post #79 of 128
Quote:
Originally Posted by joyfulgrrrl View Post
Super-major etiquette breach where I live, but I'm Canadian, and I don't know what the practice is in your area. Never done here, and when it is done, I make a point of purchasing a charitable donation or some such thing similar instead.
And you do this to people you genuinely like? I mean to me it seems almost vindictive to say, "you did this totally tacky socially inappropriate thing and so I am going to boycott it because you must have been implying something really RUDE by sending me this list of stuff you want and I'm not going to buy into it and instead am going to show you whats what...."
Who needs friends like that?
post #80 of 128
Quote:
Originally Posted by beru View Post
Maybe you misunderstand. I am not cancelling all celebration. I am just not having a "standard" party. This is the type of party that has only become "standard" in recent years. The type of party where there has to be a theme, there are planned activities and the kids get grab bags, etc. or there is a destination and we pay for a party space at a gym or the children's museum or whatnot. When I was young, we had parties with no theme and the kids came over to play unstructured. That's it, and we had cake. .
Maybe you are creating these expectations in your head... My son has been invited to lots of themed parties, parties at expensive places, etc. We have never, and never will, do that. We just had a BBQ with his friends and their families. People came over, the kids played in the backyard (water play, bubbles, swingset, and just in the woods), parents hung out and bbqed, had lunch, etc. People did bring presents, but nothing big or expensive. Everyone had a great time. I had gotten bubbles (50 cents each bottle, btw) for a party favor, but completely forgot to give them out and no one was offended (at least as far as I can tell) about no favors...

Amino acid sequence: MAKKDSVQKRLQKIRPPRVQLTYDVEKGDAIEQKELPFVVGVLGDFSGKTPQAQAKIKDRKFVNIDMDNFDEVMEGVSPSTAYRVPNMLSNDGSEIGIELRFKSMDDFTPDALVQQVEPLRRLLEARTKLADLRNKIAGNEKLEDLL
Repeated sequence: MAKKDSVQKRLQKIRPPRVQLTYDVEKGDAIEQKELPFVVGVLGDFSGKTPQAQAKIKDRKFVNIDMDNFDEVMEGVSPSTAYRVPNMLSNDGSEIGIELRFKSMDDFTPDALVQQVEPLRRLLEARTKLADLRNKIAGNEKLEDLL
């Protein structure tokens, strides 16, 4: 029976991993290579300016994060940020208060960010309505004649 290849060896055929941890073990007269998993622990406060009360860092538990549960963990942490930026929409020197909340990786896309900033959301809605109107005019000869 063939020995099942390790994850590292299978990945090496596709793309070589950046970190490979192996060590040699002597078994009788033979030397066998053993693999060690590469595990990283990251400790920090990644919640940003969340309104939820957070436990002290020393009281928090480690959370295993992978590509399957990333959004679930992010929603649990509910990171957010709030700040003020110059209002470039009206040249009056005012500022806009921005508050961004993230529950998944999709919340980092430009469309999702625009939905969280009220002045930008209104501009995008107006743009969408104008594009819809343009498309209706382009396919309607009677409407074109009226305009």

When I go to the big, themed, expensive parties, the kids have fun, but not more fun than at our bbq (although I have to admit, a bbq isn't cheap, it is what we like to do), I don't think. And when I go, I buy a present, but I don't spend anymore than what I can afford to spend (which is usually $10ish). Maybe the people who are having those parties would love to have a simple party, but don't have the house to entertain in (my sister, for example, has the money for a party like that, but since she works alot, her house is usually too messy and she doesn't have the time to get things ready to host a party there... she doesn't judge others for not doing one like that, it is just what she is comfortable hosting). People have those parties for all types of reasons besides wanting to keep up with the Joneses...

I am sure your son and his friends would love to have the type of party you want to have... Maybe you should try it, and who knows... others may follow suit.